Oral Health And Diabetes

Oral Health And Diabetes

By Robert Ehrman, MD


If you have diabetes, you probably know that you are at an increased risk for problems with your eyes, feet, skin and nervous system. Did you know that diabetes can also cause problems in your mouth?

Take Care Of Your Teeth

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Poor blood glucose control lets bacteria grow easily in your mouth. Having lots of bacteria in your mouth lead to plaque buildup on your teeth. When this happens, your gums begin to pull away from your teeth, and pockets form between your teeth and gums. These pockets can become filled with germs and small bits of food. The gums then become inflamed and may bleed when you eat or brush your teeth. This condition is called “gingivitis”.

Keeping your gums healthy is important because they help to hold your teeth in place. If nothing is done, you can get an infection in your gums that can go on to destroy the bone around your teeth, and they may start to move. Your teeth may fall out or need to be pulled.

A recent study at the University of Copenhagen in Denmark looked at the link between oral health and diabetes. The study found that people with good oral health practices, along with a healthy diet and good stress management, had lower blood glucose levels and healthier teeth and gums.

Diabetes: A Major Cause Of Gum Disease

There are many causes of gum disease, including smoking, hormonal changes, and certain cancers. Some medicines can make your mouth dry, which can increase your risk for tooth and gum problems. This is because saliva helps slow the growth of bacteria and keeps your mouth healthy overall. Poorly controlled diabetes can also lead to gum disease.

High levels of sugar in saliva make it easy for bacteria to grow there. This is why poorly controlled diabetes is a risk factor for gum disease. Also, diabetes can cause problems with blood flow to your teeth and gums. This makes it harder to repair damage to your gums and fight infection. It is also important to understand that if you develop gum disease from poor oral habits or other reasons, this could make it harder for you to control your diabetes.

Other oral problems related to diabetes include:

  • Thrush: this is an infection caused by a fungus that grows in the mouth and throat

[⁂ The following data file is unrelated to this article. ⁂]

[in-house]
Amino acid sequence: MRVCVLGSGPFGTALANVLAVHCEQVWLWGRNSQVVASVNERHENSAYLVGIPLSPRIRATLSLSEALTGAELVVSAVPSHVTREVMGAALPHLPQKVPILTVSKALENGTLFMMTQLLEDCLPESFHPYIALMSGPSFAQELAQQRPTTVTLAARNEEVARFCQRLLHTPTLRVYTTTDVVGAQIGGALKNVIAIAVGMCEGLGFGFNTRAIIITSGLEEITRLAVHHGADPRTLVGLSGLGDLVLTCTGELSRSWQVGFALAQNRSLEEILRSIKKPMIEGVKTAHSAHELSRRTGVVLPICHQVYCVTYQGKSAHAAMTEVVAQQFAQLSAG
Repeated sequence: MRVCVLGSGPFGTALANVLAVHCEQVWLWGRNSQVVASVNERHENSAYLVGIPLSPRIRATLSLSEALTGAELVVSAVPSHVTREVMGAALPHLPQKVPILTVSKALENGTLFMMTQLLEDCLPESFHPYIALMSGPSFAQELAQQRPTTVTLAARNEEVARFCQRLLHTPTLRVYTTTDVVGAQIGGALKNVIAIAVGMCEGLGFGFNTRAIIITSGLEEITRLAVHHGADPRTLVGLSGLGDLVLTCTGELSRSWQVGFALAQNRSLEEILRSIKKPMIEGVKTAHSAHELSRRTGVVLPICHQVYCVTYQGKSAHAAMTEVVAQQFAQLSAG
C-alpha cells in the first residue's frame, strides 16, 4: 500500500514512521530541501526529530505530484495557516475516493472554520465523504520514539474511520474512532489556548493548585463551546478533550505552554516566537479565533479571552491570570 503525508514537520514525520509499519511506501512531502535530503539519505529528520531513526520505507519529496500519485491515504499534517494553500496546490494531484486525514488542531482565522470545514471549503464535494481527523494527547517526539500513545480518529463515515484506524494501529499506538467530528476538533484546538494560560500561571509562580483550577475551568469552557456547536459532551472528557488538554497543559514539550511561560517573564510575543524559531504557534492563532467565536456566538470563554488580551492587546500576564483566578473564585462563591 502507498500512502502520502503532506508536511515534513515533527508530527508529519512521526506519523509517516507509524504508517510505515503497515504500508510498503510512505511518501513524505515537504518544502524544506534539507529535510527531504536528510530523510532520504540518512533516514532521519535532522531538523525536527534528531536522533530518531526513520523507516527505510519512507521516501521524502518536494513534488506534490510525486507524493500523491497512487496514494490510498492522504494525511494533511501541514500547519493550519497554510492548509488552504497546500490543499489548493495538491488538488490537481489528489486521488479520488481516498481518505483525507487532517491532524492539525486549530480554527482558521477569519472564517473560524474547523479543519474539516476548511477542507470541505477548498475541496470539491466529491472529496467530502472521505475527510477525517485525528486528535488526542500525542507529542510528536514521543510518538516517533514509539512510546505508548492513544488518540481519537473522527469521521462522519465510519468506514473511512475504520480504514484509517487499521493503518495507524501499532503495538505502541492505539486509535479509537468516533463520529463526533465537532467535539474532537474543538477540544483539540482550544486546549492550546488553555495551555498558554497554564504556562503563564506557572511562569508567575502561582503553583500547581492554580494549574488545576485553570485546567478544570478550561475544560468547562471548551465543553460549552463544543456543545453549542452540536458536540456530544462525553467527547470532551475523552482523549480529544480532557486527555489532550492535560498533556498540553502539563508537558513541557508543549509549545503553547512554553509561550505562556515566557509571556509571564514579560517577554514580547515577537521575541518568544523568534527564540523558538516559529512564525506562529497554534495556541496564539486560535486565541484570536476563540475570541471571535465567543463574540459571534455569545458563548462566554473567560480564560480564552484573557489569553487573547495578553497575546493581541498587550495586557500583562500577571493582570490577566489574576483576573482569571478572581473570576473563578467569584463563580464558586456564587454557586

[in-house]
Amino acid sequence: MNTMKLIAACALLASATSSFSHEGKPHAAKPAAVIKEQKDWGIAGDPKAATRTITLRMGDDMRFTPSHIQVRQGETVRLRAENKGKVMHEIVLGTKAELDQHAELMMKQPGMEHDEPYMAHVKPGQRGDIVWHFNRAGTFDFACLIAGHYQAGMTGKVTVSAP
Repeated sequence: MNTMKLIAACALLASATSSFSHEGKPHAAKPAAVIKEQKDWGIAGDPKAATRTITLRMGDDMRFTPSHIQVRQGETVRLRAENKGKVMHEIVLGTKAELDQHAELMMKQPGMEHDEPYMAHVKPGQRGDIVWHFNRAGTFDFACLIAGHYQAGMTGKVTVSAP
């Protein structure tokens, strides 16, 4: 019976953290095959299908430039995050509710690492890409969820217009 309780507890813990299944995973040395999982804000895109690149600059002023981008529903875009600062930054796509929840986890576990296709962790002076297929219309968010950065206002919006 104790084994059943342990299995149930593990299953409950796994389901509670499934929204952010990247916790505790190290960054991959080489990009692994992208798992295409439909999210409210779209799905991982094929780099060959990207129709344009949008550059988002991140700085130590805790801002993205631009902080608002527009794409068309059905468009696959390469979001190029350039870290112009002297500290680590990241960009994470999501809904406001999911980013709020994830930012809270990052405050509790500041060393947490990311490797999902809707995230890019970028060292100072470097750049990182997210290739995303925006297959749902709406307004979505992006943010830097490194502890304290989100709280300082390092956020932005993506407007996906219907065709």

• Dry mouth: this can cause soreness, ulcers, infections and cavities

Dental Check-ups Are Important

It’s important that you tell your dentist if you have diabetes, and keep them informed of any changes in your condition or medicines. Postpone any non-emergency dental procedures if your blood sugar is not well controlled.

What Can You Do To Keep Your Mouth Healthy?

The most important thing you can do is control your blood glucose levels. Have dental check-ups every six months if possible. Avoid smoking and, if you wear dentures, remove and clean them every day. Good blood glucose control can also help prevent or relieve the dry mouth diabetes can cause.

Here are some simple tips for a healthy mouth:

  • Keep your blood glucose level under control
  • Brush and floss every day
  • Visit your dentist at least every 6 months. Be sure to tell them that you have diabetes
  • Tell your dentist if your dentures do not fit right, or if your gums are sore
  • Stop smoking. Your healthcare provider or dentist can tell you about what options there are to help you quit
  • Call your dentist if you notice a problem.

Take time to check your mouth regularly for any problems. If your gums bleed when you brush or floss, or if you notice dryness, soreness, white patches, or a bad taste in your mouth, contact your dentist right away. Remember, good blood glucose control can help keep your mouth happy and healthy for years to come.

6 Signs Of Gum Disease

  • Red or swollen gums
  • Gums that bleed easily when brushing or flossing
  • Receding gums (pulling away from teeth)
  • Loose teeth, making it hard to bite and chew
  • Constant bad breath
  • Dentures that don’t fit anymore
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